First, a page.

Getting an Interview
Getting an Interview
Interviews for Top Jobs at Apple
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- No OfferPositive ExperienceEasy InterviewNo OfferPositive ExperienceEasy Interview
I applied through college or university. The process took 4+ weeks – interviewed at Apple in January 2014.
Round 1: Why apple? Your strengths and weaknesses? What are you looking for in you job. Totally behavorial.
- No cases in round 1 Answer Question
- Accepted OfferPositive ExperienceAverage InterviewAccepted OfferPositive ExperienceAverage Interview
I applied through college or university. The process took 3 weeks – interviewed at Apple (Cupertino, CA) in March 2013.
Brief on-campus interview, followed by a fly-in interview at the Apple campus. Fly-in interviews consisted of 2-6 30-minute interviews with managers who were hiring interns. The process was very informal.
- It's all about fit with Apple. Answer Question
- Accepted OfferPositive ExperienceDifficult InterviewAccepted OfferPositive ExperienceDifficult Interview
I applied through college or university. The process took 2 weeks – interviewed at Apple in January 2013.
2 On campus interviews. Four 2nd-Round interviews at Apple's Campus in Cupertino.
Offer for internship position 5 days after 2nd round interviews ended
- I was asked by a global sourcing manager how to solve supply constraints and expand supplier base in the face of an imminent product releases. Answer Question
Typically there is no negotiation for internship positions.
Helpful (2)Declined OfferPositive ExperienceDifficult InterviewDeclined OfferPositive ExperienceDifficult Interview
I applied through an employee referral. The process took 3 weeks – interviewed at Apple (Cupertino, CA) in March 2010.
Submitted my resume through an employee referral, was contacted by a hiring manager because he said my resume and cover letter jumped out at him as providing diverse experiences and showing I had a real passion for Apple. Then had three interviews, two phone/iChat and 1 in person. Overall, they asked tough, probing questions, but thorough preparation made me feel good about the process. Ultimately, received an offer for an intern position for the summer.
- Asked me to describe specifics about exactly what MY roles had been in certain team projects. Any time I would say something like "we determined that the pricing at $500 was the best strategy..." he would stop me and say what was your role in making that decision. What questions did you ask? What did you suggest, etc. He wanted me to focus on my actions and roles and avoid generalizations. Answer Question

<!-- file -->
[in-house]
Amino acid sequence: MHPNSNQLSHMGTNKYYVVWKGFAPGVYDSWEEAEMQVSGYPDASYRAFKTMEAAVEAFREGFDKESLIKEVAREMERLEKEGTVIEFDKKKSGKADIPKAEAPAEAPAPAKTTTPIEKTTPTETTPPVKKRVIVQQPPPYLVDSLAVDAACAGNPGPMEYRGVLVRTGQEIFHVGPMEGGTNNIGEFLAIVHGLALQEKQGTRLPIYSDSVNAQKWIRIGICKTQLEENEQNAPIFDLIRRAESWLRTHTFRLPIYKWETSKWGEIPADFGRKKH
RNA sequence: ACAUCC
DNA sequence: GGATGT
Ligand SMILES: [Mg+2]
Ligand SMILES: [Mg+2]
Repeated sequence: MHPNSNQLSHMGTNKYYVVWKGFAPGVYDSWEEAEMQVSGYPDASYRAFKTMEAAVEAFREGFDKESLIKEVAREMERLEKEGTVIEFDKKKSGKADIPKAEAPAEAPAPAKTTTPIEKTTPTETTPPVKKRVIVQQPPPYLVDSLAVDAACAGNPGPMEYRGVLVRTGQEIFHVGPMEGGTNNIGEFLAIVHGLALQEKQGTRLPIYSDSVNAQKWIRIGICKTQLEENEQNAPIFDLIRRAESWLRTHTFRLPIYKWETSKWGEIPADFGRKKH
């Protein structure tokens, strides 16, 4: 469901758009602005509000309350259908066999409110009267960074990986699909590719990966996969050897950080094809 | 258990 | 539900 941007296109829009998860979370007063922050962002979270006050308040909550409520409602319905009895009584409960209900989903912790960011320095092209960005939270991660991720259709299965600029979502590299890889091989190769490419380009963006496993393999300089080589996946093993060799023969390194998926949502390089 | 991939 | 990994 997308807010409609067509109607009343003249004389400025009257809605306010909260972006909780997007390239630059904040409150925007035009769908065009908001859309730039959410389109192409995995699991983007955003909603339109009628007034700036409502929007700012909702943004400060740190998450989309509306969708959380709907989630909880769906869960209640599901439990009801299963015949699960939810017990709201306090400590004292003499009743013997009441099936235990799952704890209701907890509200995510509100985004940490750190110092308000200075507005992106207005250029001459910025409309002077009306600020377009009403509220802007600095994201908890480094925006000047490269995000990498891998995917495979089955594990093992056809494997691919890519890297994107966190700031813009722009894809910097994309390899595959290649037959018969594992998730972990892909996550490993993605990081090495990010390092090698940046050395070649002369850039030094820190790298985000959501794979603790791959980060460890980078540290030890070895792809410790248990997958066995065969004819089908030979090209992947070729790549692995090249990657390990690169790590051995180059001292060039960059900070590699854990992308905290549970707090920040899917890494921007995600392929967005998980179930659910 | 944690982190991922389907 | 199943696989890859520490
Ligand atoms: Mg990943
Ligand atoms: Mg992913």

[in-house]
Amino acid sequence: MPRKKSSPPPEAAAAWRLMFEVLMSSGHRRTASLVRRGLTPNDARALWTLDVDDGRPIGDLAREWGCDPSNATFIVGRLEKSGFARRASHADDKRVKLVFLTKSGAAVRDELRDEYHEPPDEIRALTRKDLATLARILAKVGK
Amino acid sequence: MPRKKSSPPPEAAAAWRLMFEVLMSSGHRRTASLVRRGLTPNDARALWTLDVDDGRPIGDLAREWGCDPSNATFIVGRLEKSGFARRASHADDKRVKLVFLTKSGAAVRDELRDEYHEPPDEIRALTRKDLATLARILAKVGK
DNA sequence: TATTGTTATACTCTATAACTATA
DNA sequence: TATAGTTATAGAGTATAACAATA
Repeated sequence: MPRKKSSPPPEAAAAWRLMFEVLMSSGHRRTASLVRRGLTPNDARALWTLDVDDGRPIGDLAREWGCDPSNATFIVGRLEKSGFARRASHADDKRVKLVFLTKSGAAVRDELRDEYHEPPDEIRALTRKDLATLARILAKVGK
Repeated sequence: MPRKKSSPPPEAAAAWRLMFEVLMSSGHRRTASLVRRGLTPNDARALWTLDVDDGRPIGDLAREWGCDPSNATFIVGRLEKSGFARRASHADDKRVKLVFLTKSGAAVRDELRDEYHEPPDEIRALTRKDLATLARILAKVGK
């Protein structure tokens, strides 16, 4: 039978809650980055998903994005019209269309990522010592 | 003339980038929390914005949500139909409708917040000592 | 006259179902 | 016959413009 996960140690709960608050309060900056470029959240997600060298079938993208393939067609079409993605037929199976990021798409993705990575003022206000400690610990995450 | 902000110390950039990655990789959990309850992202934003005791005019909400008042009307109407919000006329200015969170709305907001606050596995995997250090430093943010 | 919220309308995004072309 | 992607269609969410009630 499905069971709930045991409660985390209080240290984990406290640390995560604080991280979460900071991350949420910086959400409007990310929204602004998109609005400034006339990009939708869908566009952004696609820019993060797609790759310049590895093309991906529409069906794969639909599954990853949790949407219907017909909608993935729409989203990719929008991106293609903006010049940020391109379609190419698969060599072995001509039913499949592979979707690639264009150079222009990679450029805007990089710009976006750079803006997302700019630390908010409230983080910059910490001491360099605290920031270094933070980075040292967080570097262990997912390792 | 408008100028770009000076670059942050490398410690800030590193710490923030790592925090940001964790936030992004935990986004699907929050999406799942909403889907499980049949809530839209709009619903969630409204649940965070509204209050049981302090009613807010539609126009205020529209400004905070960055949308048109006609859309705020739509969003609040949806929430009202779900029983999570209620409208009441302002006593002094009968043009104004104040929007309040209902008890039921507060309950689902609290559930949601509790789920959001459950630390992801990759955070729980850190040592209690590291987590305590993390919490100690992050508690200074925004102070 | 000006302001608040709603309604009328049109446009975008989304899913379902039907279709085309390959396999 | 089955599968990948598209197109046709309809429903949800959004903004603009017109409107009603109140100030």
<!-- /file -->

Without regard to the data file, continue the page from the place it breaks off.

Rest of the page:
Reasons for Declining
Family complications made it harder to go to Northern Ca for the summer, and I had a couple of competing offers that were for more money and closer to my family. I don't regret the decision, but it definitely would have a been a great project and summer at Apple.
Helpful (2)Accepted OfferPositive ExperienceAverage InterviewAccepted OfferPositive ExperienceAverage Interview
I applied through college or university. The process took 3 weeks – interviewed at Apple (Cupertino, CA) in February 2010.
Apple's big emphasis is on fitting your prior background to a specific need they have, even for an MBA summer internship. Apple is not keen on hiring people for positions not in line with their work history, so if you are looking to make a career switch, it will be very difficult unless you can make a clear, unambiguous linkage between your prior experience and the needs of the intern opening. Truly understanding what is the culture of Apple and their thinking about consumer products is key. When you are asked "Why Apple?", the wrong answer is "I love my iPhone." The interview is almost all behavioral, but there are targeted functional questions depending on the position.
- What do see your career going? 1 Answer
Absolutely no negotiation. Either you take their somewhat low MBA intern salary, or the next person in the line of MBAs salivating to get the position will.
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